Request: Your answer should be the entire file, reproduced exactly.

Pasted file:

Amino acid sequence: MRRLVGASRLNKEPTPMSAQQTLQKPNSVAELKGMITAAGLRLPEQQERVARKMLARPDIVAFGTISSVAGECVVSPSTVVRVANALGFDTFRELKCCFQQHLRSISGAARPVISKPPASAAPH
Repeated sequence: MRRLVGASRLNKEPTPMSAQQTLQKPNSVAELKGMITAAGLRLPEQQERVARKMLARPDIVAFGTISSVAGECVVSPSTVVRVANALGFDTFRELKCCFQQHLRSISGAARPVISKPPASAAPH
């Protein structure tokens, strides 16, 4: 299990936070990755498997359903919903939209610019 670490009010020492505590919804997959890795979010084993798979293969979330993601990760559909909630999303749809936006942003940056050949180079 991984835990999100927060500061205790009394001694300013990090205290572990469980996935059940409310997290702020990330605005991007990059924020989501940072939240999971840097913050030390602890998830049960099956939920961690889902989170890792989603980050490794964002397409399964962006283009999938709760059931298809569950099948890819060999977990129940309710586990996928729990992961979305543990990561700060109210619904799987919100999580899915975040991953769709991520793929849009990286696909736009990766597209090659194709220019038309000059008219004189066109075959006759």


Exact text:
Amino acid sequence: MRRLVGASRLNKEPTPMSAQQTLQKPNSVAELKGMITAAGLRLPEQQERVARKMLARPDIVAFGTISSVAGECVVSPSTVVRVANALGFDTFRELKCCFQQHLRSISGAARPVISKPPASAAPH
Repeated sequence: MRRLVGASRLNKEPTPMSAQQTLQKPNSVAELKGMITAAGLRLPEQQERVARKMLARPDIVAFGTISSVAGECVVSPSTVVRVANALGFDTFRELKCCFQQHLRSISGAARPVISKPPASAAPH
């Protein structure tokens, strides 16, 4: 299990936070990755498997359903919903939209610019 670490009010020492505590919804997959890795979010084993798979293969979330993601990760559909909630999303749809936006942003940056050949180079 991984835990999100927060500061205790009394001694300013990090205290572990469980996935059940409310997290702020990330605005991007990059924020989501940072939240999971840097913050030390602890998830049960099956939920961690889902989170890792989603980050490794964002397409399964962006283009999938709760059931298809569950099948890819060999977990129940309710586990996928729990992961979305543990990561700060109210619904799987919100999580899915975040991953769709991520793929849009990286696909736009990766597209090659194709220019038309000059008219004189066109075959006759």